In the final third of the twentieth century, as Western knowledge about Buddhism increased, there came to light—especially in cosmology, physics, biology, ecology, and the computational sciences and neuroscience—patterns of uncanny resonance with Buddhist teachings that caused many people to conclude that they demonstrated the prescient, "postmodern" nature of Buddhism and its "anticipation" of, as well as potential for contributing to, contemporary science. More cautious commentators have seen the encounter between Buddhism and contemporary science—particularly in psychology, medicine, the biology of communication and perception, and behavioral science—as extremely fertile and mutually beneficial, with each tradition being assisted in its pursuit of truth.
Some Buddhists question the logic and wisdom of the marriage of Buddhist and scientific approaches to truth. It has been pointed out, for example, that legitimizing Buddhist teachings on the basis of their anticipation of current scientific truths is counterproductive. In light of the fact that the history of scientific change can be described as a "punctuated" evolution of essentially broad and incompatible research paradigms, many contemporary scientific truths will have no place in the science of the next decade, much less in that of the next century. Identifying Buddhism with current scientific paradigms runs the risk of discrediting Buddhism as they are replaced.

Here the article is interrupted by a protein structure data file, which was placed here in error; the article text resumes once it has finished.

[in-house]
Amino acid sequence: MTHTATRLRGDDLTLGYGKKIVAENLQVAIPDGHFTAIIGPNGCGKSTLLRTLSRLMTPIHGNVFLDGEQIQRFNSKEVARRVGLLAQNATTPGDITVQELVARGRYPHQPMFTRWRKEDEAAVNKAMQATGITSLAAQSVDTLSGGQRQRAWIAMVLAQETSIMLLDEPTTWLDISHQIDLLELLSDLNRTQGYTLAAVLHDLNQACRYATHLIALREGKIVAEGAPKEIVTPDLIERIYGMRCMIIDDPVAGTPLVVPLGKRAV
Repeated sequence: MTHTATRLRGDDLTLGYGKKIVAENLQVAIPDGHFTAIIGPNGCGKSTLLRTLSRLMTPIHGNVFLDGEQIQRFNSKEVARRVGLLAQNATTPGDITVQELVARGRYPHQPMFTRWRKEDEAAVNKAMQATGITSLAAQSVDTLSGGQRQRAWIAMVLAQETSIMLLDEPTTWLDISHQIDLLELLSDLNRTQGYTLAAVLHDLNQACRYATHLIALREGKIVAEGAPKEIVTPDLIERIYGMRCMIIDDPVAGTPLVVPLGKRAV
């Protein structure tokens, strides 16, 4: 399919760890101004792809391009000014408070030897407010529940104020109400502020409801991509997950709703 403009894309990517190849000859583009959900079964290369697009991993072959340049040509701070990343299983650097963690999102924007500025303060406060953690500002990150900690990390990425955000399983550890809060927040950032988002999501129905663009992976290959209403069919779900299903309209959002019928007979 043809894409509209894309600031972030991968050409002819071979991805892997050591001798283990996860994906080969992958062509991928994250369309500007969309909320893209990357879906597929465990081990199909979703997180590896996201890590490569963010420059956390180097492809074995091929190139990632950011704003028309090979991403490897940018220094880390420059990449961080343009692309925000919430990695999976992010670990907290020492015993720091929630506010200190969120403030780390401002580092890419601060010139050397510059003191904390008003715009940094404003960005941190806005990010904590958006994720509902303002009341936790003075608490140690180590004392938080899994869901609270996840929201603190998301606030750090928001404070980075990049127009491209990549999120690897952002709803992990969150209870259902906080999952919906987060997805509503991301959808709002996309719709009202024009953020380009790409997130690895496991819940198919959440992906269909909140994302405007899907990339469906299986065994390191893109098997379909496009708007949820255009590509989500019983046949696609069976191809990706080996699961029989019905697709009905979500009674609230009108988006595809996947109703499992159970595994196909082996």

Moreover, it has been argued that although science often has been characterized as explicitly eschewing questions of meaning and claims neutrality with respect to the uses of scientific knowledge, Buddhism is centrally concerned with fostering directed revisions of the interdependence of all beings and stresses the union of knowledge and compassionate engagement.
Prospects for Critical Interaction
This suggests an opportunity for a "third stream" that would restore and enhance Buddhism's traditional role of examining patterns of belief and conduct and disclosing how they are limited and/or counterproductive in terms of understanding and resolving trouble and suffering.
Until recently most Buddhist work along these lines focused on the roles of science and technology in industrial and postindustrial patterns of economic development that have induced a drift toward materialism, consumerism, and fractious individualism. It has been noted that science and technology have played into global historical processes through which diverse patterns of sustainable interdependence have been replaced with patterns of simple coexistence. This systematic translation of diversity into mere variety has been criticized as resulting in a decrease of responsive and contributory capacity that is particularly apparent at the community level, with entire villages having been rendered unsustainable through incorporation into the global market economy. Here primary ethical attention has been given to the uses of science and technology to further elite, corporate, and national interests over and often against those of particular populations and the natural environment.